I took my mother all over the world but, in the end, she couldn't remember anywhere she had been. She did remember my name, though. She was a great mother. My grandmother was the first in the family to have a hospitality business; she ran a boarding house. I always loved her name: Georgia Smith.

And my great-aunt, Millicent, was incredible; she was one of the first weatherwomen on television. One night, she ended up going on television in her frock—and this was in the '50s, so tongues were wagging. They got such a huge response, they asked her, "Could you continue to be glamorous when you give the weather?"

WCT: I've also been asking people about activism. How do you feel a chef can be an activist?

Smith: For me, it's not about making noise; it's about being present and supportive. It's no news that I'm a gay American dad, Jesus is from Venezuela and [we] have four adopted children—and I'm very public about my life.

To be honest with you, with what's happening in my home state [Florida] and with my partners at Disney, things become more difficult. I come from northern Florida, which is pretty red but they're loving people. It's not like I won't like you because you're a certain way; people have a choice. I don't like it when people use gender [and sexuality] as political weapons—but I don't know what screaming about that does. When we were [advocating for] marriage equality, I commented about some people and got some traction from them.

One of the things we're going to do is host something called "Rainbow Thursdays." What's happening now is like what happened in the '60s and '70s, when people of color came to the North to escape discrimination and all these other horrors from the South. And look at how San Francisco became an oasis for the LGBTQ+ community; you also have Palm Springs, West Hollywood and Fort Lauderdale. I just heard that in Wilton Manors, you can wear drag but not perform in it. I was just, like, "Ugh!"—that's one of the strongest gay communities in Florida.

So, I don't know. The only thing we can do is get more people on our side. Illinois' governor as well as Chicago's former and current mayor are working hard to do that. I'm very concerned about the elections and how they impact us. Will Illinois, Colorado, California and New York just become oases for the LGBTQ+ community? I'll be honest with you: When the NAACP put that [advisory] out and [Florida Gov. Ron DeSantis] said it was just a way for them to get their name out there, I said, "You're such an idiot." It's all embarrassing.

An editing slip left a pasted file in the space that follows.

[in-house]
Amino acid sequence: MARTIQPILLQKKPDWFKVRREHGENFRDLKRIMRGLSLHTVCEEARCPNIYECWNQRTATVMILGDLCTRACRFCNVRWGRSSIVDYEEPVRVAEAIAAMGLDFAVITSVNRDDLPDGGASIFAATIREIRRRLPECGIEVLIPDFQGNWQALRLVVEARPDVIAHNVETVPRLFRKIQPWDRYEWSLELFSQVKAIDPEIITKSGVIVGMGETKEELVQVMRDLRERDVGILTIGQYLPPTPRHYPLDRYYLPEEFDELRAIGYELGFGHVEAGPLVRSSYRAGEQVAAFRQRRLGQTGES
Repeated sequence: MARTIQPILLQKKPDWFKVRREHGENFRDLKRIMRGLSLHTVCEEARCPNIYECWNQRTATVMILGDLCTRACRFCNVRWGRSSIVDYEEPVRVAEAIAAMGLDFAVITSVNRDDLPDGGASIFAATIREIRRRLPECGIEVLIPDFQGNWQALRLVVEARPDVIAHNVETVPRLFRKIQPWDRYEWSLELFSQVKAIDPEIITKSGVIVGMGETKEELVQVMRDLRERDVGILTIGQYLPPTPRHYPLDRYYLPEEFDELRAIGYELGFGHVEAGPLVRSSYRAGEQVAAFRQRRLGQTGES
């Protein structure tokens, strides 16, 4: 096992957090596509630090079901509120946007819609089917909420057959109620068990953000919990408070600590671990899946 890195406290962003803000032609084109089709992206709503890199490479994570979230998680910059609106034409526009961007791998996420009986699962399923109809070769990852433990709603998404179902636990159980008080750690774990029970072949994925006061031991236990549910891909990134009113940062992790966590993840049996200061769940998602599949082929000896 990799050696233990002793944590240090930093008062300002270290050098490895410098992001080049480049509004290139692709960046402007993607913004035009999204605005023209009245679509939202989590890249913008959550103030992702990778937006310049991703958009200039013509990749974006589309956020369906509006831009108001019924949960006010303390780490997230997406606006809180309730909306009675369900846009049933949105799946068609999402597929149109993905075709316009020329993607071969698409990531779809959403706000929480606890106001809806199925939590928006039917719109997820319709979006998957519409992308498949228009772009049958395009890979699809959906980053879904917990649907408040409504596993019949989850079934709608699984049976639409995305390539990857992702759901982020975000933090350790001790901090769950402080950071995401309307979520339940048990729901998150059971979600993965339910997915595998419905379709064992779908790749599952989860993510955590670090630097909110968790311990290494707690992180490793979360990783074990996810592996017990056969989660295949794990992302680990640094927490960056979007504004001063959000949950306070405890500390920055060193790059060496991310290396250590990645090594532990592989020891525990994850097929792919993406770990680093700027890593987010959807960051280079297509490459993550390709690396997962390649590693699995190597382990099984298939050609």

I think of the writer Zora Neale Hurston, who's from Florida. I wonder how she and others would feel about what's going on. As far as we've come, we haven't come as far as we think. Still, I wonder about the screaming but I do my best.

WCT: I understand people who flee toward these oases, but I also understand those who stay and fight.

Smith: Right. The whole thing is interesting.

Did you hear what [MSNBC's] Joe Scarborough said? He's from Florida and he said, "Does the man have a gay friend? Does he have gay employees in his cabinet or in his offices? Aren't there gay Republicans? I know lots of gay Republicans. What about South Carolina?" [Laughs]

I think humor is an incredible way to get back at them, too. Look at Saturday Night Live and comedians like Chris Rock. When he finally opened his mouth, oh my God! Maybe that's the answer.

I think the situation with Disney could go on for some time, though—maybe until elections. I still worry about it.

The Alzheimer's Benefit Dinner with Chef Art Smith will take place at the Navy Pier restaurant Reunion on Thursday, June 1 (the first day of Alzheimer's & Brain Awareness Month), 6:30-9 p.m. The menu will include deviled eggs; Chef Art's Famous Fried Chicken as well as salmon with seasonal vegetables; a side of macaroni and cheese; and hummingbird cupcakes.

Tickets are $100 each and are available here: .